Update: 2-year-old Cherokee citizen has eye removed due to retinoblastoma

BY Phoenix Archives
01/04/2011 07:04 AM
MCALESTER, Okla. – Hunter Kelley, a 2-year-old Cherokee Nation citizen, is recovering at home from his eye surgery he had on Dec. 10 that left him blind. Kelley suffers from retinoblastoma a rare form of eye cancer affecting mostly children under age 5.

His mother said since his surgery he has adjusted extremely well and she didn’t think it could have gone any better.

“He is doing wonderful. The stitches will come out the last week of January and he will get fitted for a prosthetic in February,” said his mother Kimberly Kelley.

The few problems Hunter’s had since the surgery, Kimberly said, have been mostly due to pain, itching from the healing process and dealing with the darkness. She said he asks several times to turn on the lights—that has been one of the hardest things during this process for her.

She added that he has been playing and becoming more like himself with each day.

On Dec. 5, Hunter received a surprise Santa Claus visit and Christmas party at the Choctaw Nation Community Center so he could have a happy holiday before undergoing the eye surgery.

“We are trying to make the best of a worse situation,” Kimberly said. “We decided to have Christmas early since he wasn’t going to be able to see Christmas.”

Hunter’s surgery was set for Dec. 10 at St. Jude’s Hospital in Memphis, Tenn., to remove his left eye because of the retinoblastoma. He could only see out of his left eye because tumors in his right eye have blinded it.

Hunter was diagnosed with the disease in April 2010.

The Pittsburg County Sheriff’s Department set up the Santa visit after being told of the situation.

“A deputy sheriff that we don’t even know out of Delaware County wanted to know if we could get a Santa at his party and we said sure,” said Sheriff Joel Kerns. “I’ve known the family their whole lives, and I’m just glad that my people come together to show this boy a great Christmas.”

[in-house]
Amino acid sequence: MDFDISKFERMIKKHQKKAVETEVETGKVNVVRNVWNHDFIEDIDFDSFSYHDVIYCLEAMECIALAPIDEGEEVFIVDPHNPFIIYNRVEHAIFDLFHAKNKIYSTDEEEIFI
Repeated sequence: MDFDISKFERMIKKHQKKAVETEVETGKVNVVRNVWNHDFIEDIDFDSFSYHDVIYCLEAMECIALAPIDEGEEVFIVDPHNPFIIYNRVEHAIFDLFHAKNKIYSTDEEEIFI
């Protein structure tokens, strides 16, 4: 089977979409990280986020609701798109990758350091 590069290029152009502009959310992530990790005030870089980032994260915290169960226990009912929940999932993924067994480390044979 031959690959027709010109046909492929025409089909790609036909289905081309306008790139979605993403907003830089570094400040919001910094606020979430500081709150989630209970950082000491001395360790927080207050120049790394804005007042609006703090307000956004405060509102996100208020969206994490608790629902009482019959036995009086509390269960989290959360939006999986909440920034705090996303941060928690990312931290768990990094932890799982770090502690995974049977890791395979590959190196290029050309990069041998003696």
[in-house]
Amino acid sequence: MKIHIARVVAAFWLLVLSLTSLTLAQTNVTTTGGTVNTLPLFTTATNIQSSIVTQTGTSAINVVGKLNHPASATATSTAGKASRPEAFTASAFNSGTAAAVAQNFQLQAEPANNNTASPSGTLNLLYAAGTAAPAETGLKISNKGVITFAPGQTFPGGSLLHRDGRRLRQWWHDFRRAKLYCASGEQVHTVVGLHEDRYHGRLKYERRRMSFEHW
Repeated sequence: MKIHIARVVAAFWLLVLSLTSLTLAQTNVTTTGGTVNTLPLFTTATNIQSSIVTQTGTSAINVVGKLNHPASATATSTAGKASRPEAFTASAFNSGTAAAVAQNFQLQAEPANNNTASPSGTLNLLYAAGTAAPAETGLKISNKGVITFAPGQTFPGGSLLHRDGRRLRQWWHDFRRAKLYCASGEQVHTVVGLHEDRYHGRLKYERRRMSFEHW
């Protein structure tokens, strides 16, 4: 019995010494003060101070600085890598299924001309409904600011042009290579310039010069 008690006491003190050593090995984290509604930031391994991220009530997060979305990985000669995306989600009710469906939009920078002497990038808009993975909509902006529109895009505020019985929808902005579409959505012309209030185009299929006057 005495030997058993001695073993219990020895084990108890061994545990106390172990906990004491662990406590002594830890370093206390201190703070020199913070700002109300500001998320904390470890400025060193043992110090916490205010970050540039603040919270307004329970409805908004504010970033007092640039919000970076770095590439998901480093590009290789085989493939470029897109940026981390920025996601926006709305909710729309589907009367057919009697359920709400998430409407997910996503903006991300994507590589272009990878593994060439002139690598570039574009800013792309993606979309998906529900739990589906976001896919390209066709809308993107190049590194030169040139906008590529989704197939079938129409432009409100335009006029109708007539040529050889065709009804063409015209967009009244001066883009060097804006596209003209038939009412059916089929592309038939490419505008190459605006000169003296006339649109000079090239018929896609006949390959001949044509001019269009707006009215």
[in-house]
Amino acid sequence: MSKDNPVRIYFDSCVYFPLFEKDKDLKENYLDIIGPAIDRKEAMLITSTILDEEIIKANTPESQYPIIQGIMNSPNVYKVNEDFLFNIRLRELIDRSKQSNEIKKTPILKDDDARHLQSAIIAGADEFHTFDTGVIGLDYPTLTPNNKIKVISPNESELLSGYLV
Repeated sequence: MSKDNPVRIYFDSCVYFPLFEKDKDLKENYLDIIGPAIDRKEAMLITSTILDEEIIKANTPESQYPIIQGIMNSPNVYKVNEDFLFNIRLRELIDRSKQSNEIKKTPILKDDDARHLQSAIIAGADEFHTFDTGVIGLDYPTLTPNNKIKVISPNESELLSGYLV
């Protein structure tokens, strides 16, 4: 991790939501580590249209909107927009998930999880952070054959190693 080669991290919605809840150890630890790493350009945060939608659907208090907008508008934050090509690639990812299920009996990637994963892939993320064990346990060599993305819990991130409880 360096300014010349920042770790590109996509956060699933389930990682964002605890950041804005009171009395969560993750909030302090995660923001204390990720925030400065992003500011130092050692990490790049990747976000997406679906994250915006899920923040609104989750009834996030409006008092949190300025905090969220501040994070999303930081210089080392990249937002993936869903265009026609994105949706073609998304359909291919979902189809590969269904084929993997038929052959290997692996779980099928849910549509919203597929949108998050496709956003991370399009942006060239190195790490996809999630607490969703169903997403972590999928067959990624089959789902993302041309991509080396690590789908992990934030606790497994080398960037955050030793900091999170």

The department also set up a donation jug. After Kerns told people Hunter’s story, he said they felt obligated to donate.

“Everyone that walked by I had to explain the story, and after they just felt so compelled they had to put money in there.”

He said the jug raised more than $2,000 for the family and presents for Hunter.

Kimberly said the party was about giving Hunter’s family and friends the opportunity to remember him as the fun-loving boy he is.

“Today is just a time for everyone to get together and enjoy their time with Hunter. We want everyone to remember him as a happy and playful…not so much as the child with cancer, but as the boy he has always been,” she said.

According to a Cherokee Phoenix article in July, Hunter’s cancer was under control. However, in November it spread to the fluid of his left eye despite 25 radiation treatments he received during the summer, Kimberly said.

“He had good response about halfway through, and then when we got done with radiation, a week later it was stable and there were no changes. And then four weeks after that, it had spread again. So now we are to our last option of removing his left eye and hoping that the cancer hasn’t spread outside the eye yet,” she said.

Kimberly said doctors would not know if the cancer was contained to the left eye until after the surgery. The right eye has remained stable since his chemotherapy.

“We are hoping it will just stay stable,” she said.

Doctors have not discussed expectations about the surgery because they didn’t want to give the family hope that Hunter would see afterward, she added.

However, the Kelleys are preparing to raise a blind child, which will probably mean moving from McAlester because Hunter will need several therapies.

“There are several schools for the blind. We are going to put him in those programs,” she said.

Hunter’s grandmother, Patricia Politte, said it’s important for him to receive the best care and have the best life possible.

“At this point, however it turns out, (we want him) to get the quality of life that he deserves and the education that he needs to make a good life,” she said.

Politte said since the July article, she’s had people contact her about retinoblastoma and the symptoms. She added that awareness about the disease is important.

“It was right there in the pictures, and if we would have known that white glow…we just didn’t know what it was,” Politte said. “We had no family history, none, and now we are in this situation. Have your babies checked…it’s important.”


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